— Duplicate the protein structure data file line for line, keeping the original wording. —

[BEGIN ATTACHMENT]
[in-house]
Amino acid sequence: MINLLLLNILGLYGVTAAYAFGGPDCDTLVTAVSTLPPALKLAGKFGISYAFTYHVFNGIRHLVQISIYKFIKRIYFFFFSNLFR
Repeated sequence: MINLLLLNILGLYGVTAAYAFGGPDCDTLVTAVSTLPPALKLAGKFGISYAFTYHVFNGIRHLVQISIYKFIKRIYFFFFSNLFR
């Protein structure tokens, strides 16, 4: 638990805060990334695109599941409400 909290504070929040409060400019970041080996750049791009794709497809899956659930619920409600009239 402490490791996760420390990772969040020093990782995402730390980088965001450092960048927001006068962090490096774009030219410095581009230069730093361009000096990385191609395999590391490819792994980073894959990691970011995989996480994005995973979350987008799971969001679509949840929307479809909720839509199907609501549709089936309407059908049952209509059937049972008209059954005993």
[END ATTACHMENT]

[in-house]
Amino acid sequence: MINLLLLNILGLYGVTAAYAFGGPDCDTLVTAVSTLPPALKLAGKFGISYAFTYHVFNGIRHLVQISIYKFIKRIYFFFFSNLFR
Repeated sequence: MINLLLLNILGLYGVTAAYAFGGPDCDTLVTAVSTLPPALKLAGKFGISYAFTYHVFNGIRHLVQISIYKFIKRIYFFFFSNLFR
């Protein structure tokens, strides 16, 4: 638990805060990334695109599941409400 909290504070929040409060400019970041080996750049791009794709497809899956659930619920409600009239 402490490791996760420390990772969040020093990782995402730390980088965001450092960048927001006068962090490096774009030219410095581009230069730093361009000096990385191609395999590391490819792994980073894959990691970011995989996480994005995973979350987008799971969001679509949840929307479809909720839509199907609501549709089936309407059908049952209509059937049972008209059954005993």